Small, Frequent Meals: Eating smaller, more frequent meals can help manage blood sugar levels and reduce nausea.

Hydration: Stay well-hydrated, as dehydration can affect blood sugar levels and how well you recover after treatments.

Balanced Carbohydrates: Choose fiber-rich vegetables and whole grains that provide essential nutrients without causing blood sugar spikes.

Protein Choices: Include a variety of proteins that are easy to digest and support both diabetes management and muscle maintenance during cancer treatment.

Healthy Fats: Use sources that provide energy and essential fatty acids without negatively impacting blood sugar levels.

Hydration and Caloric Density: Incorporate smoothies, meal replacement drinks, and soups that are nutrient-dense and help maintain hydration and caloric intake. Make sure the beverages are not high in sugar unless you are treating low blood sugar. 

Side Effect Management: Keep a variety of foods on hand to adjust for side effects such as nausea, vomiting, or mouth sores. Bland, easy-to-digest foods can help during difficult times.

5. Physical Activity

women with diabetes walking with child

Before starting a physical activity regimen, get clearance from your healthcare providers about the type and amount of exercise safe during treatment. Adjust the intensity and duration according to energy levels and treatment side effects.

6. Monitoring and Managing Side Effects

Side Effect Management: Be aware that treatments like chemotherapy and radiation can cause nausea, vomiting, and loss of appetite, impacting blood sugar control.

Dehydration – Those with diabetes may be at a greater risk for dehydration during cancer treatment since high blood sugar levels can cause one with diabetes to urinate more frequently. Poor hydration and high blood sugar levels can also slow recovery after treatment. 

Medication for Side Effects: Use prescribed medications to manage side effects, which can indirectly help maintain stable blood sugar levels.

7. Stress Management

Stress Reduction Techniques: Use relaxation techniques like deep breathing, meditation, or yoga, as stress can affect blood sugar levels.

Support System: Engage with support groups, friends, and family for emotional support during treatment.

8. Have an Emergency Plan

Have a plan in place for managing low or high blood sugar episodes. Keep emergency snacks and medications on hand. Make sure you have a list of emergency contacts, including healthcare providers, readily available.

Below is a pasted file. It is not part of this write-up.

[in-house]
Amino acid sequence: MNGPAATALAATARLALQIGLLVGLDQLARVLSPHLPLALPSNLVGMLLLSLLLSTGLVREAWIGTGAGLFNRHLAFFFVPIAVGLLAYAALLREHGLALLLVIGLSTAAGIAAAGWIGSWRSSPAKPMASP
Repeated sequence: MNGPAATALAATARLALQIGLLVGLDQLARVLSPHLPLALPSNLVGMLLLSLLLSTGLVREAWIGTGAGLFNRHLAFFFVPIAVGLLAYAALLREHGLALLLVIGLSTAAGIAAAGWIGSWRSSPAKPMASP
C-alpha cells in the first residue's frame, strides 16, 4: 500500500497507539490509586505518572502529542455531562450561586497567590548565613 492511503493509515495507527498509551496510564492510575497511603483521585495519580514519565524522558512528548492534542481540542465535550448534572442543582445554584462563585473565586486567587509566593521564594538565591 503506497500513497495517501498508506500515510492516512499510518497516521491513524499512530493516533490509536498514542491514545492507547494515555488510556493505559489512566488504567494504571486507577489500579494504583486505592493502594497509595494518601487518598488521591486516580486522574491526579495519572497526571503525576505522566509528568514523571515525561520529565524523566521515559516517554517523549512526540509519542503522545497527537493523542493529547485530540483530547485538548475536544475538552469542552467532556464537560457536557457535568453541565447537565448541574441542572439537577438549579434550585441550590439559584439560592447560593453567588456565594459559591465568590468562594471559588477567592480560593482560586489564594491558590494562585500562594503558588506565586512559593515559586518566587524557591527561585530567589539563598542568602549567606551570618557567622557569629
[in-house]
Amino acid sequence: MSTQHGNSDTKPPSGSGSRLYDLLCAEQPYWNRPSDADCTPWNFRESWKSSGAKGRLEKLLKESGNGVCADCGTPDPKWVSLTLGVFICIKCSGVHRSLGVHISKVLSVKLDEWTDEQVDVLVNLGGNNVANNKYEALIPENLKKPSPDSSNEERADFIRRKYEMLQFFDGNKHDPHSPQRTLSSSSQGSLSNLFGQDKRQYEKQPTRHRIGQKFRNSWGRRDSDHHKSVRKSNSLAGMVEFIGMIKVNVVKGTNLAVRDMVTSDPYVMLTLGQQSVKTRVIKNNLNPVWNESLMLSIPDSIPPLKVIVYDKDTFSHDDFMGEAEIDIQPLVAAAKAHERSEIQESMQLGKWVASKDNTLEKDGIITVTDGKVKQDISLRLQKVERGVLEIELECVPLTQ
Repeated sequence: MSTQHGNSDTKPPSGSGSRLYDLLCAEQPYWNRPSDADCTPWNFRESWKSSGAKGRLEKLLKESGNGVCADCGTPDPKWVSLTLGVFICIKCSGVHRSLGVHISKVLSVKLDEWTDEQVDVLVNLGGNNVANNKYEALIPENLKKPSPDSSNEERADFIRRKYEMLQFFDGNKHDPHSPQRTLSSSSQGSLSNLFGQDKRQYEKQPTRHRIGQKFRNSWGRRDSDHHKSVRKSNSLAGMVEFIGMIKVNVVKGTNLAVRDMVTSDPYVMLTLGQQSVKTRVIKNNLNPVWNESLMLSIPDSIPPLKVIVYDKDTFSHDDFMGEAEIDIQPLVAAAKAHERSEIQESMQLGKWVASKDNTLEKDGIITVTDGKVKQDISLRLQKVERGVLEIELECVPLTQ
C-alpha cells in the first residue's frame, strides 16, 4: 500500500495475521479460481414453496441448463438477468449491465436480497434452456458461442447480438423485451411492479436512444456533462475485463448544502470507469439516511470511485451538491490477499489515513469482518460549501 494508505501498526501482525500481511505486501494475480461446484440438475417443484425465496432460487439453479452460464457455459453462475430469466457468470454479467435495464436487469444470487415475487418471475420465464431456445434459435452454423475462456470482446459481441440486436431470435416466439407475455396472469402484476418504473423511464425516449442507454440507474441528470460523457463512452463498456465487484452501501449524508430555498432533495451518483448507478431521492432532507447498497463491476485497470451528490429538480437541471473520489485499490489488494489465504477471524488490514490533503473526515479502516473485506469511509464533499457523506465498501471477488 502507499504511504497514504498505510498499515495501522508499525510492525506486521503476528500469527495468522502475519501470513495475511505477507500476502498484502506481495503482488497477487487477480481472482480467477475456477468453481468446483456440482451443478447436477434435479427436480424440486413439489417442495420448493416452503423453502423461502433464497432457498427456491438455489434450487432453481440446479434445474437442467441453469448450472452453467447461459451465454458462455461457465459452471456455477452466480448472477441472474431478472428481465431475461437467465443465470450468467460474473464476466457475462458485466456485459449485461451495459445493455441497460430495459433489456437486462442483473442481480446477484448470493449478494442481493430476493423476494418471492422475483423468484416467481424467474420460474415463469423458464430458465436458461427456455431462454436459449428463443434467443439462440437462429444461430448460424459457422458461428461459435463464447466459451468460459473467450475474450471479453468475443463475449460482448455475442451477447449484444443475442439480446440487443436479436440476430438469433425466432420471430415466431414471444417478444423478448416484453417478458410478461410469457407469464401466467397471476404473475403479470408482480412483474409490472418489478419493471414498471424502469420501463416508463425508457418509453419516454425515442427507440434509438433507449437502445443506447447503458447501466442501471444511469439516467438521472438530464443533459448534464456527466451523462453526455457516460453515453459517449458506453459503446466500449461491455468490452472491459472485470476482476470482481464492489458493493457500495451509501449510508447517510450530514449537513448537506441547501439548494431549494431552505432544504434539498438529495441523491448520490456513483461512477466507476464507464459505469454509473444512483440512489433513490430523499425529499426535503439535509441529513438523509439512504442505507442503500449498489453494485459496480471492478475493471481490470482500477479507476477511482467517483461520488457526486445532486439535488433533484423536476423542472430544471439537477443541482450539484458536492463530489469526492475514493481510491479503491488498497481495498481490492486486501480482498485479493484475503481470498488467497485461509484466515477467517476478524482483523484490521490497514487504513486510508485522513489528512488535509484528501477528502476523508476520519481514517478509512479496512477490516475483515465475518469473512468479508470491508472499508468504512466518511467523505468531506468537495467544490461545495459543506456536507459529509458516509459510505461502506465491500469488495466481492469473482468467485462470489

Practical Tips

Meal Prep and Planning: Prepare meals in advance to ensure availability of healthy options, especially when energy levels are low.

Food Safety: Pay extra attention to food safety to avoid infections, especially during cancer treatment when the immune system may be compromised.

Monitor Blood Sugar: Regularly monitor blood glucose levels and adjust the diet as needed, based on these readings and treatment side effects.

Consult Regularly: Have frequent check-ins with healthcare providers to adjust the diet based on the progression of both diabetes and cancer treatment.

It may seem daunting to face both conditions simultaneously, but you are not alone. By carefully coordinating care, maintaining close communication with all healthcare providers, and planning ahead for nutritional, and medical situations, you can effectively manage your diabetes during cancer treatment! You’ve got this! 

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  1. Zhu B, Qu S. The Relationship Between Diabetes Mellitus and Cancers and Its Underlying Mechanisms. Front Endocrinol (Lausanne). 2022 Feb 11;13:800995. doi: 10.3389/fendo.2022.800995. PMID: 35222270; PMCID: PMC8873103.
  2. Managing Diabetes When You Have Cancer. American Society of Clinical Oncology. Published August 2021. Accessed June 2, 2024.
  3. What Is Diabetes? National Institute of Diabetes and Digestive and Kidney Diseases. Reviewed April 2023. Accessed June 2, 2024.
  4. Blackburn KS. Diabetes and cancer: What you should know. The University of Texas MD Anderson Cancer Center. Published May 2017. Accessed June 2, 2024. 

This blog is not intended as medical nutrition therapy, medical advice, or diagnosis and should in no way replace consultation or recommendation from your medical professional.